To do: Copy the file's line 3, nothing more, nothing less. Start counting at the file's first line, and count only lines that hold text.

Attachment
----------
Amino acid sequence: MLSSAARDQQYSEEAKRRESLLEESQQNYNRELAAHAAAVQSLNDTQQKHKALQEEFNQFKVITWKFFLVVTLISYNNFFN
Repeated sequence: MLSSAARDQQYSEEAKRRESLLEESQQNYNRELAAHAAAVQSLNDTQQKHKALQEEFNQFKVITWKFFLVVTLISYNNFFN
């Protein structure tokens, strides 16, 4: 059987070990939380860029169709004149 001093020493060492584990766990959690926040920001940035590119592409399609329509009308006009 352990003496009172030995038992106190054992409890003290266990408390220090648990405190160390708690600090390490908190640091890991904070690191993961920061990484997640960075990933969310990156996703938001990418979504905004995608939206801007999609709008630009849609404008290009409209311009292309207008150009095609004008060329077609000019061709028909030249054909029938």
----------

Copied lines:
């Protein structure tokens, strides 16, 4: 059987070990939380860029169709004149 001093020493060492584990766990959690926040920001940035590119592409399609329509009308006009 352990003496009172030995038992106190054992409890003290266990408390220090648990405190160390708690600090390490908190640091890991904070690191993961920061990484997640960075990933969310990156996703938001990418979504905004995608939206801007999609709008630009849609404008290009409209311009292309207008150009095609004008060329077609000019061709028909030249054909029938």